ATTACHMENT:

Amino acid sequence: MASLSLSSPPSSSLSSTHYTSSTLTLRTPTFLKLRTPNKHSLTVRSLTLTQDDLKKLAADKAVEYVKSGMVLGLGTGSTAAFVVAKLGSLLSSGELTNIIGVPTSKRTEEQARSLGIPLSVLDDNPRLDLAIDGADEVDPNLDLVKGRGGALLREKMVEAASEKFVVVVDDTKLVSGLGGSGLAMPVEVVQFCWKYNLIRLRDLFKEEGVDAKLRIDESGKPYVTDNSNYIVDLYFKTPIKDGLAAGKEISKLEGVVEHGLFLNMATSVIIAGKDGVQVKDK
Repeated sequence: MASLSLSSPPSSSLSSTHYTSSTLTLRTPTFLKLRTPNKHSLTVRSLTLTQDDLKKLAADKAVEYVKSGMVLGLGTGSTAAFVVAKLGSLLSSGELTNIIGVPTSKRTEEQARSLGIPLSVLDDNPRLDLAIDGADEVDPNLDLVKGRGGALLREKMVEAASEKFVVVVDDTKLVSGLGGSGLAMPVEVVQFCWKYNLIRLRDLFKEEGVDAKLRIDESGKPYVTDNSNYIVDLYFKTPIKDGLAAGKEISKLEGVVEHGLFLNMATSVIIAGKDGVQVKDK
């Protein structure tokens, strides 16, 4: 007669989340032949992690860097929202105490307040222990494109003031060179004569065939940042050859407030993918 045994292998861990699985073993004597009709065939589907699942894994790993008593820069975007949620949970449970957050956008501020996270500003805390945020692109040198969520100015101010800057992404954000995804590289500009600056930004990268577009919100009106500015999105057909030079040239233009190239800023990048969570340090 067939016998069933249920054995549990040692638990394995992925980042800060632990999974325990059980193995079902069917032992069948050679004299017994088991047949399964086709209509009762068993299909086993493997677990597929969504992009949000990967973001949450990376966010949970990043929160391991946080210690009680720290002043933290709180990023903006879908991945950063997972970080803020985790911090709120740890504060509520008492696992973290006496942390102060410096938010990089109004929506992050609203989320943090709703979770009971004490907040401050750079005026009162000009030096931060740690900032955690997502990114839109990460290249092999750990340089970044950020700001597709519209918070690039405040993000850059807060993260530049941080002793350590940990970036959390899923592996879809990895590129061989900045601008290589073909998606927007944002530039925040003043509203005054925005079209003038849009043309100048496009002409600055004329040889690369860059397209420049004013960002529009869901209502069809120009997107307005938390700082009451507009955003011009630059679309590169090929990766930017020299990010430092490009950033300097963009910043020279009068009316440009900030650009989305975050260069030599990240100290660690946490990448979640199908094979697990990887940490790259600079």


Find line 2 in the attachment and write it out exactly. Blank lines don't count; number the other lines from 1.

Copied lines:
Repeated sequence: MASLSLSSPPSSSLSSTHYTSSTLTLRTPTFLKLRTPNKHSLTVRSLTLTQDDLKKLAADKAVEYVKSGMVLGLGTGSTAAFVVAKLGSLLSSGELTNIIGVPTSKRTEEQARSLGIPLSVLDDNPRLDLAIDGADEVDPNLDLVKGRGGALLREKMVEAASEKFVVVVDDTKLVSGLGGSGLAMPVEVVQFCWKYNLIRLRDLFKEEGVDAKLRIDESGKPYVTDNSNYIVDLYFKTPIKDGLAAGKEISKLEGVVEHGLFLNMATSVIIAGKDGVQVKDK